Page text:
Manis Friedman Headlines Event With Child-Rapist Protector

Manis Friedman, inspirational religious leader, and well known speaker, renowned in the Chabad community, and well known for his infamous comparison of sexual abuse to a case of diarrhea, is headlining a shavuos retreat being organized by JEM Retreats, and the Illulian family. The same Illulian family that steadfastly protected registered sex offender, Mendel Tevel, and allowed him to be around children.

People might not understand the extent of the damage caused by this pairing. Let’s start with Manis. Many people feel that because Manis is such an influential figure, and because he’s “helped” and “inspired” so many people, he should get a pass for saying something that’s at worst insensitive. Like, what’s the big deal, right? So he compared sexual abuse and its devastating effects to diarrhea, he apologized, didn’t he?

His apology was half-baked, insincere, a non-apology apology that he forced out to get the “angry bloggers” off his back. But his attitude, and the attitude of the community that worships the ground that Manis walks on hasn’t changed at all. It’s the attitude that tells victims that the community’s comfort is more important than their safety, than their justice. It’s the attitude that would rather pretend that the problem either doesn’t exist, or that it’s not nearly as prevalent as activists would have you believe.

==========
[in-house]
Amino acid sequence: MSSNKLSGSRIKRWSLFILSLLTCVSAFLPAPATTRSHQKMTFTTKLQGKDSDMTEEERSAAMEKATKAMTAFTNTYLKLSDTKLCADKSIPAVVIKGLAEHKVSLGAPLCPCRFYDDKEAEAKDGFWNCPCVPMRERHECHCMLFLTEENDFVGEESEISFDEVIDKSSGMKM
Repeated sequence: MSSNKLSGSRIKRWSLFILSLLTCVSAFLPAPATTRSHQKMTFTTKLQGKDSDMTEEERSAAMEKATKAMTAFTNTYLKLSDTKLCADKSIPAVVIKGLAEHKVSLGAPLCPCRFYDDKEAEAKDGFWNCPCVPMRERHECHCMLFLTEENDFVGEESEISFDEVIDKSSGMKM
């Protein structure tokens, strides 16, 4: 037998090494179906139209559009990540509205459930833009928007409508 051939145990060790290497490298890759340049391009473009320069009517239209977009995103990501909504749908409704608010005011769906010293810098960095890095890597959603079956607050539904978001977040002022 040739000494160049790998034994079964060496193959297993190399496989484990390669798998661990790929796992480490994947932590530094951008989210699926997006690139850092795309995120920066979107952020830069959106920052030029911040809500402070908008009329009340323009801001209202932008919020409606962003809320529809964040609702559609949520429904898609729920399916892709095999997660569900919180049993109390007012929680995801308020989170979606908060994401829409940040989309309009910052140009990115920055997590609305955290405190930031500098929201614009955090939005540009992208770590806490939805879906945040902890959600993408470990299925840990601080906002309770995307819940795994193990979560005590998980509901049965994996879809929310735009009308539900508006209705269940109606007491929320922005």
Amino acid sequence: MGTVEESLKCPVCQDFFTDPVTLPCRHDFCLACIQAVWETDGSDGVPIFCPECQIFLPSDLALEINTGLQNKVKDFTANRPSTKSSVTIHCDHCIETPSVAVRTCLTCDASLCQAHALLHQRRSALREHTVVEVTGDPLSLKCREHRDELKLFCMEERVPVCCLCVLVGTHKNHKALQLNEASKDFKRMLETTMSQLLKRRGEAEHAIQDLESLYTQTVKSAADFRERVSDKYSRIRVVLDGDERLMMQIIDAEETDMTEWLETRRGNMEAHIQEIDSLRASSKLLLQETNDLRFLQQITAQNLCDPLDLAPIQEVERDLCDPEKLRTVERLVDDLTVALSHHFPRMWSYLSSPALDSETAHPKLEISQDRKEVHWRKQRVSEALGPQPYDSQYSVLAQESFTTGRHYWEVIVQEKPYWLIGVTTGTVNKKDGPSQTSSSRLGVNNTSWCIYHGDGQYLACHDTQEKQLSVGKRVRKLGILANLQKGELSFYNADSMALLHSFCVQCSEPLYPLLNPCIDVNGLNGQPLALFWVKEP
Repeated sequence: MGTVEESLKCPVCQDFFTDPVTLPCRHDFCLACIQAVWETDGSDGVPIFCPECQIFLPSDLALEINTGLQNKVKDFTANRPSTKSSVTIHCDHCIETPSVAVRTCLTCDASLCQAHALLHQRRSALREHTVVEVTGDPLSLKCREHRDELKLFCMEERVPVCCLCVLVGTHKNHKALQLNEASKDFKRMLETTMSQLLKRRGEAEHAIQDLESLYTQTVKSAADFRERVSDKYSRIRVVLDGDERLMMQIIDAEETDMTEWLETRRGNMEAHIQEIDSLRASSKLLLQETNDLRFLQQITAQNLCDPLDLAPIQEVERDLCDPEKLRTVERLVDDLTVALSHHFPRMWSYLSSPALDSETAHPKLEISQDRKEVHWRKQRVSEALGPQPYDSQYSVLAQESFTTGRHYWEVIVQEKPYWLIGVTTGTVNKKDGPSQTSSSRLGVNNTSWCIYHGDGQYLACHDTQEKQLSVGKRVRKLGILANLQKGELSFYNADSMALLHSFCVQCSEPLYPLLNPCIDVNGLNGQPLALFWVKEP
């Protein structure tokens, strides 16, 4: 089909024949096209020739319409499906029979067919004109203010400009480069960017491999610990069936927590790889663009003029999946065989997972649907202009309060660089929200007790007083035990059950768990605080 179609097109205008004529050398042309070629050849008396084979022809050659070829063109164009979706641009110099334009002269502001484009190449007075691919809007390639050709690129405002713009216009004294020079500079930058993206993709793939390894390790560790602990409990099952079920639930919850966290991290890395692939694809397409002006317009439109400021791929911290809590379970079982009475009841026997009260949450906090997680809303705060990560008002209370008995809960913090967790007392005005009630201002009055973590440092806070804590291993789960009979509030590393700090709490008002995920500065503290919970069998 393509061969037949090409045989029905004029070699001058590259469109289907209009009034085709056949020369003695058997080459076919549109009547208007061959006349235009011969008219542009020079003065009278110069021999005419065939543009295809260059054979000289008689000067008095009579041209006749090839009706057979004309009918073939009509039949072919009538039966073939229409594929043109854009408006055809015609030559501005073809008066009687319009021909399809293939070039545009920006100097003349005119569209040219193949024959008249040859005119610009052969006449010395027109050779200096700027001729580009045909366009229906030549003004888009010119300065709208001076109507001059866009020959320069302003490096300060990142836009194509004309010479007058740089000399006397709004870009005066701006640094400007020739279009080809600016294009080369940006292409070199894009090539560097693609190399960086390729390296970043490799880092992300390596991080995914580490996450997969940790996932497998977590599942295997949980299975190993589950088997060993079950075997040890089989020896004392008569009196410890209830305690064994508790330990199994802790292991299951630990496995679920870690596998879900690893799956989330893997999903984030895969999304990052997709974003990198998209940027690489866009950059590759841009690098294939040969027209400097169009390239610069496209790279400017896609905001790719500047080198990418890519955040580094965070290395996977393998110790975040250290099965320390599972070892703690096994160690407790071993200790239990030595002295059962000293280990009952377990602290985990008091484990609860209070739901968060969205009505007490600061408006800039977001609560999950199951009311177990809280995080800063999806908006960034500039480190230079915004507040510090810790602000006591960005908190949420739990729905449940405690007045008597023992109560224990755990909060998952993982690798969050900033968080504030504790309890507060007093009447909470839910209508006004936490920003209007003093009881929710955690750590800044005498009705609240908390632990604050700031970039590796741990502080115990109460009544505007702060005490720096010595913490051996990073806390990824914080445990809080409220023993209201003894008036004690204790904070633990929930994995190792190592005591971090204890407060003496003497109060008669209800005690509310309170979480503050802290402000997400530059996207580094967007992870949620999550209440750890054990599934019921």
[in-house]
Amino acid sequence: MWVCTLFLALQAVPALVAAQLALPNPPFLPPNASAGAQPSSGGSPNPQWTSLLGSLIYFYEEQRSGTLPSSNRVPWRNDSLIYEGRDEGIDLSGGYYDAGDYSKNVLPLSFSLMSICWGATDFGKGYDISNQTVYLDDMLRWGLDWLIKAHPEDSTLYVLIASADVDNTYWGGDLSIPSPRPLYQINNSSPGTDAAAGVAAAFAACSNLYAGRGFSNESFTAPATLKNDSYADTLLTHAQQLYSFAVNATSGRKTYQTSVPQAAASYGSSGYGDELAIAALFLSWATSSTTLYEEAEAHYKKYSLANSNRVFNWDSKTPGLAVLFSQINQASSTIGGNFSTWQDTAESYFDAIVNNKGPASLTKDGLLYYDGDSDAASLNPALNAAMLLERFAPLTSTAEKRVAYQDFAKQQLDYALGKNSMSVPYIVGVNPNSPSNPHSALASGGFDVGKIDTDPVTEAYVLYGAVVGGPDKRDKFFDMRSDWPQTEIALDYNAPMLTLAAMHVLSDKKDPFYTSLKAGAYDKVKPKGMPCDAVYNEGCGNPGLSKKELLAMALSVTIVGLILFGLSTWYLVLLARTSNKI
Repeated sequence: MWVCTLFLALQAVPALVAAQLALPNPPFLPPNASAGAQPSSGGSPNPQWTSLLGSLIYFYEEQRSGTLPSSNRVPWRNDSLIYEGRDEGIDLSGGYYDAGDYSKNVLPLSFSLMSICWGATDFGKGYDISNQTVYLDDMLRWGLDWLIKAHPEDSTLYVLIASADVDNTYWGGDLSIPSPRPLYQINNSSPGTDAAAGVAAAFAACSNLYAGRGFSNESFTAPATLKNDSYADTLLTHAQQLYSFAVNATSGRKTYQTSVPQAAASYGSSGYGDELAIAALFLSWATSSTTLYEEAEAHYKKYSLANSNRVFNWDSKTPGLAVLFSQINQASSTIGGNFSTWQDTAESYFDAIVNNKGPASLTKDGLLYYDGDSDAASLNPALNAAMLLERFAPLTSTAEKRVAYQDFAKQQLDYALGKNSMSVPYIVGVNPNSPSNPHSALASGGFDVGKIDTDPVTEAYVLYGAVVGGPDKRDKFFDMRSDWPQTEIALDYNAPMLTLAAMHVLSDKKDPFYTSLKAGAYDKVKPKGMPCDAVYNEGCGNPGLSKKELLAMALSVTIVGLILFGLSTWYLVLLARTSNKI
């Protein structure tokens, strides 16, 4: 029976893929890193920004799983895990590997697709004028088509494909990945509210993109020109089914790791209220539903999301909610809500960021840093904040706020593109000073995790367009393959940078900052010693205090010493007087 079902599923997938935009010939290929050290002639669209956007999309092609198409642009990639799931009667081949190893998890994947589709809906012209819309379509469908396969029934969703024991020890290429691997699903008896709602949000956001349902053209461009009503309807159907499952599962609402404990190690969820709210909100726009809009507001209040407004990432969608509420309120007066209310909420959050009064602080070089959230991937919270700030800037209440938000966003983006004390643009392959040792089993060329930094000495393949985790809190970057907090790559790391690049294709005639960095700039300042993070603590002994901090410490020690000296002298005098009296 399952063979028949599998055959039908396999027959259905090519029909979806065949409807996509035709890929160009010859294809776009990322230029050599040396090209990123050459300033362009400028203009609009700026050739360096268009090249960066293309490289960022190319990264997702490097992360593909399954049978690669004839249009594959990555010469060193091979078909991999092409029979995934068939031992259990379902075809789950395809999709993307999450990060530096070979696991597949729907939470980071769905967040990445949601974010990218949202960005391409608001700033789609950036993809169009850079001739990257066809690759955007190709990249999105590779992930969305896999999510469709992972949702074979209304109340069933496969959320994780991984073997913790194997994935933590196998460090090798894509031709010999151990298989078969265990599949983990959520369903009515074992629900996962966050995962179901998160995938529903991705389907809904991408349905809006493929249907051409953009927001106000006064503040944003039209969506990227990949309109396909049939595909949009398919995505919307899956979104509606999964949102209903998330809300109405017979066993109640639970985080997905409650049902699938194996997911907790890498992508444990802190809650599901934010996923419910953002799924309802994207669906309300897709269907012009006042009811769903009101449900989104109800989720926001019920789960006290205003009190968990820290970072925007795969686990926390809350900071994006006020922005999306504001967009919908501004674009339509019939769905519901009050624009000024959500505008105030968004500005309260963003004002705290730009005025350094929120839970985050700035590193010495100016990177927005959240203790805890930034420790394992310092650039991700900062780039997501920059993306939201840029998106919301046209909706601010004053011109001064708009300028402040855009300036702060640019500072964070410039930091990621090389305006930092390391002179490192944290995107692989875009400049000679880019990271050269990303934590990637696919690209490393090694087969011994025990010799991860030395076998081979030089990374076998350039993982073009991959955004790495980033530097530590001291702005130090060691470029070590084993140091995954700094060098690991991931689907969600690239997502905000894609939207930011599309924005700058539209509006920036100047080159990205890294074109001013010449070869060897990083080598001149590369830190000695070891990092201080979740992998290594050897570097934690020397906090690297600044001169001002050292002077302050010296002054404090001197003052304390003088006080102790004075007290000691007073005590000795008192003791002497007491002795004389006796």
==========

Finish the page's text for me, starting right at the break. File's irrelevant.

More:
But let’s examine who’s hurt more by which. Sexual abuse is an uncomfortable topic. It’s horrific. It’s painful to think about. It turns the stomach. It offends the conscience to even think about the kind of evil required to commit such a heinous act. It’s almost inconceivable to believe that someone who has ostensibly accepted what they believe to be a moral way of life would be able to do such a thing and live with themselves. But while it may offend your sensibilities to accept that sexual abuse happens, that’s the most you’ll suffer in accepting it as reality.

The victims of this reality, however, suffer so much more. They suffer PTSD, flashbacks, anxiety, depression, addiction, self-harm, suicide, eating disorders, relationship, and sexual problems, the list goes on and on. It’s so much worse than diarrhea. You can’t fix sexual abuse with imodium. Minimizing the problem may make your life more comfortable, but in doing so, in ignoring the very real problem of child sexual abuse in our community, you ignore the suffering of its victims. You stand idly by while they suffer and die.